Several of the presenters at the recent NEA institute on theater journalism riffed on the importance of painting vivid detail in critiques of theater. Michael Phillips of the Chicago Tribune told us he has a note posted on his computer that says: "Be Specific. Be Brave." Dominic Papatola of the St. Paul Pioneer Press asserted, "what we should try to articulate is the relative humidity in the room." Several others echoed that theme.

Perhaps it's illuminating to look outside of what we normally call theater criticism to find examples of such in-the-scene writing. Imagine, if you will, how a theater review would read if it took an approach more like this blog post, by Juan Carlos Rodriguez, about preparations for the Super Bowl in Miami. You can almost smell the pavement, the tensions...and the beer.

(Thanks to Mia Leonin for pointing us to Rodriguez's post)

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Arts Issues for Journalists Archive



February 12, 2007

It's As If We Don't Exist

Joe Nickell

Looking over the entry categories for this year's Best of the West contest for journalists from the western U.S., I note what I've noted pretty much every year since I started as an arts writer: There's no category remotely related to arts. Even the "special topic column writing" category lists only the following as examples of such "special topics": politics, sports, food, television, or business.

Last year as I recall, the Montana Newspaper Association awards application still had categories for agriculture and natural resource reporting; but no arts category. This despite the fact that, according to a 2005 report by the Center for Applied Economic Reseach in Billings, there are more artists making their living in Montana than people employed by Montana's mining industry, wood products manufacturing industry, and building materials retail trade market.

What are we, chopped liver?

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John Lahr lecture notes

Joe Nickell

Below are notes, provided by Bridgette Redman (Thanks Bridgette!), from the lecture by New Yorker theater critic John Lahr, given at the NEA Arts Journalism Institute on Theater and Musical Theater. We're hoping to eventually get an audio link posted for the lecture; but in the meantime, there's plenty to chew on here.

The #1 problem of drama criticism is that you see yourselves as reporters. No. You are storytellers. You tell the story of what the play is about and what you think about it.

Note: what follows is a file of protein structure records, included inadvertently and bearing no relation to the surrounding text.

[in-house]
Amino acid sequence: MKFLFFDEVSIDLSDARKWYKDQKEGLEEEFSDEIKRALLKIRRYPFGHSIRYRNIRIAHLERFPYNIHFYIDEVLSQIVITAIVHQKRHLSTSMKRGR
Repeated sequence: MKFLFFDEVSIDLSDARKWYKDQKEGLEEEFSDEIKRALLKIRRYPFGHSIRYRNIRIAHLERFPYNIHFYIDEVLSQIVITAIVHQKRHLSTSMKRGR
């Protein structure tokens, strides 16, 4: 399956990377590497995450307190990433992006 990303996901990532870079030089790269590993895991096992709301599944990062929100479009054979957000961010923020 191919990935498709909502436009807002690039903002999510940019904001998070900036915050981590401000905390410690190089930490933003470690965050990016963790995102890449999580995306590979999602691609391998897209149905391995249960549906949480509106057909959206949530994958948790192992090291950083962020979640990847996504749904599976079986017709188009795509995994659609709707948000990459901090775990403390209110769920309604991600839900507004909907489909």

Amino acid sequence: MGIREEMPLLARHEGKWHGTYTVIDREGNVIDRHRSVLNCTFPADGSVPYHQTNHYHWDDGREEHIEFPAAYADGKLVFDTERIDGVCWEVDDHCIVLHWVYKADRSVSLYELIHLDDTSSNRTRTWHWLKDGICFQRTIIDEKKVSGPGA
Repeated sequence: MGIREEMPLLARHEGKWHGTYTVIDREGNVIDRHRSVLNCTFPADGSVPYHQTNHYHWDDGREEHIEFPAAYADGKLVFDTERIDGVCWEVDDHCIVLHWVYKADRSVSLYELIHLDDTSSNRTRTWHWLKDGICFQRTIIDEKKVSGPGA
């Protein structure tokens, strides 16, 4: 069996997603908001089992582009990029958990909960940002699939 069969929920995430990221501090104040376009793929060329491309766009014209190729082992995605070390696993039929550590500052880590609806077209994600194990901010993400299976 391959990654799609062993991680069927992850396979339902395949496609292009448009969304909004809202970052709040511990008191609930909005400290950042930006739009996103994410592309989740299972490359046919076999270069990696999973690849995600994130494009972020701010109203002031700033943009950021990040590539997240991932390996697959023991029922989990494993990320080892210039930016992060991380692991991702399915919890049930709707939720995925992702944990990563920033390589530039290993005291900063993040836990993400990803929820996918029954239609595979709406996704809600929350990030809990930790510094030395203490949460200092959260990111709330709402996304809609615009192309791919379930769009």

The real drama of critical experience is not a thumb up or down. Judgment is a part of it, but the narrative challenge is the mind of the critic meeting the mind of the playwright. The critic should state the case for the play better than the playwright.

The challenge is one of vocabulary. You have to have a big word horde of critical language, a rich vernacular about different spheres of the art. Build it up--keep words, phrases, jokes, funny things you hear. Store it up. Every time you hear a great line, put it down. Keep a notebook. Filled with notes and information for yourself.

Certain ideas start to secrete. It puts your unconscious mind to work. It's an important way of building up. Write down notes in advance of seeing a show. You're then more receptive, you're ready for a conversation. You've prepared yourself.

When you have a pad in hand, you're not watching the stage. Get a script so that you are fully present for the event. Some critics are in the seats, but they're not there. Read the experience, not the person's words. Operate in an arena of intuition. Be litmus paper. IF you are not open and receptive, if your critiquing isn't an act of generosity and love, why are you there? What is your function?

Tell the story of community and where you are. You are there to interpret. Take this thing and place it in a larger context.

The plot is not the play. It's a codified experience of a fiction that allows the author to speak, so figure out what it is really about. It's where the drama of the playwright and critic come together.

The playwright will mention what the play is about in the first 40 seconds. A good playwright will tell you the theme. It happens in Hamlet, The Seagull, The Lute.

Bring the event to the reader. Put together the text and the subtext and create for the reader the sense of the expedition the playwright has gone on. Get people into the theater to learn something.

We are all members of the audience. Be as responsive and responsible as possible. Be more informed and communicate that information back to the audience.